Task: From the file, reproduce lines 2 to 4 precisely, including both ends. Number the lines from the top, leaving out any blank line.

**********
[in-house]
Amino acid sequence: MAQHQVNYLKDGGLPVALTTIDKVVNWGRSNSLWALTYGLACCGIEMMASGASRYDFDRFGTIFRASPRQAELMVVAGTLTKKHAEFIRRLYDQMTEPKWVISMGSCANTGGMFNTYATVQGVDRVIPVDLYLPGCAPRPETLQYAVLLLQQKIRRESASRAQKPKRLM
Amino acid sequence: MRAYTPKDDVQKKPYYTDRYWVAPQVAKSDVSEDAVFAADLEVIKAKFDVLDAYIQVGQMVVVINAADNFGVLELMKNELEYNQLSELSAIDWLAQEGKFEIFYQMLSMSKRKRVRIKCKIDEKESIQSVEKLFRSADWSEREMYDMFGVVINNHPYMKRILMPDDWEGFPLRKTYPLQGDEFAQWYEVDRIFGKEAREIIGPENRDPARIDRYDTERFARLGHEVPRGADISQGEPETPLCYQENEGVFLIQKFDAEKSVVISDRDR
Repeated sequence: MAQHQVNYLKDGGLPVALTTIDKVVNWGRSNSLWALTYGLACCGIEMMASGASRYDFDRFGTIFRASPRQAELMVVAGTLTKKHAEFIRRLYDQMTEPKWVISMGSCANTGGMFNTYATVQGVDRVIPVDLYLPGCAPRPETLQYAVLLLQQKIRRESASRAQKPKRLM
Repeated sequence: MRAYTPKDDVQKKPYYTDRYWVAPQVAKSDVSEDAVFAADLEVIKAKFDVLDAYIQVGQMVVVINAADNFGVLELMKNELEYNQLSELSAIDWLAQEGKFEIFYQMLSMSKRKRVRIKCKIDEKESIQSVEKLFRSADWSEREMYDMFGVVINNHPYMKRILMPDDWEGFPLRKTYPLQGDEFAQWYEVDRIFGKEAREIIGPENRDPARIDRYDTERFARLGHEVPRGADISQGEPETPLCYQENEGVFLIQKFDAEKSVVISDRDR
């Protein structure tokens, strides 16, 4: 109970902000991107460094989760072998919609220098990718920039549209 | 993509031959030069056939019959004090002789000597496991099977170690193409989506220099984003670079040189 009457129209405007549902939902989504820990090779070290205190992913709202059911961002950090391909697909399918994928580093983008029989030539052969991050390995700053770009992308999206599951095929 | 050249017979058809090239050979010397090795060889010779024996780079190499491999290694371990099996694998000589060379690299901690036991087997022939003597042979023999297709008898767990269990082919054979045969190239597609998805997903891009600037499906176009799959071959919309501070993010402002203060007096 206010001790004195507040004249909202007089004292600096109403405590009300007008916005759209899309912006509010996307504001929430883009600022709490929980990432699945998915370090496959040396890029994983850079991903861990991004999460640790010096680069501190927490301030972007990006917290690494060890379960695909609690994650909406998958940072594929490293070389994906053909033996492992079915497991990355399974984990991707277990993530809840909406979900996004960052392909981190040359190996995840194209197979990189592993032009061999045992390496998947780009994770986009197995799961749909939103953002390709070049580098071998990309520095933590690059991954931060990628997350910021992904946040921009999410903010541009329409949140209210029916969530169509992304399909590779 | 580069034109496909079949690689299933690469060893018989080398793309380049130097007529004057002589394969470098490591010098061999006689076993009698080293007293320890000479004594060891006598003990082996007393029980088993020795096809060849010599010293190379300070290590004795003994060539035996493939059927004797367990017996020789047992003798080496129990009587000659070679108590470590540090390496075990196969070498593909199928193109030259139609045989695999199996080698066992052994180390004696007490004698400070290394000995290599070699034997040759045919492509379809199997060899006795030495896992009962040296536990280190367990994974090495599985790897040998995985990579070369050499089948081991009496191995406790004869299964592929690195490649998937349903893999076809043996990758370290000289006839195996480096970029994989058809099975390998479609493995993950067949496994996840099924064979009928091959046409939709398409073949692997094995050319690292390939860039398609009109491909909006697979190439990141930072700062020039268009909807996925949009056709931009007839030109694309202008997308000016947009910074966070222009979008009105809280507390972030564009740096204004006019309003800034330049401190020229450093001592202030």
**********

Amino acid sequence: MAQHQVNYLKDGGLPVALTTIDKVVNWGRSNSLWALTYGLACCGIEMMASGASRYDFDRFGTIFRASPRQAELMVVAGTLTKKHAEFIRRLYDQMTEPKWVISMGSCANTGGMFNTYATVQGVDRVIPVDLYLPGCAPRPETLQYAVLLLQQKIRRESASRAQKPKRLM
Amino acid sequence: MRAYTPKDDVQKKPYYTDRYWVAPQVAKSDVSEDAVFAADLEVIKAKFDVLDAYIQVGQMVVVINAADNFGVLELMKNELEYNQLSELSAIDWLAQEGKFEIFYQMLSMSKRKRVRIKCKIDEKESIQSVEKLFRSADWSEREMYDMFGVVINNHPYMKRILMPDDWEGFPLRKTYPLQGDEFAQWYEVDRIFGKEAREIIGPENRDPARIDRYDTERFARLGHEVPRGADISQGEPETPLCYQENEGVFLIQKFDAEKSVVISDRDR
Repeated sequence: MAQHQVNYLKDGGLPVALTTIDKVVNWGRSNSLWALTYGLACCGIEMMASGASRYDFDRFGTIFRASPRQAELMVVAGTLTKKHAEFIRRLYDQMTEPKWVISMGSCANTGGMFNTYATVQGVDRVIPVDLYLPGCAPRPETLQYAVLLLQQKIRRESASRAQKPKRLM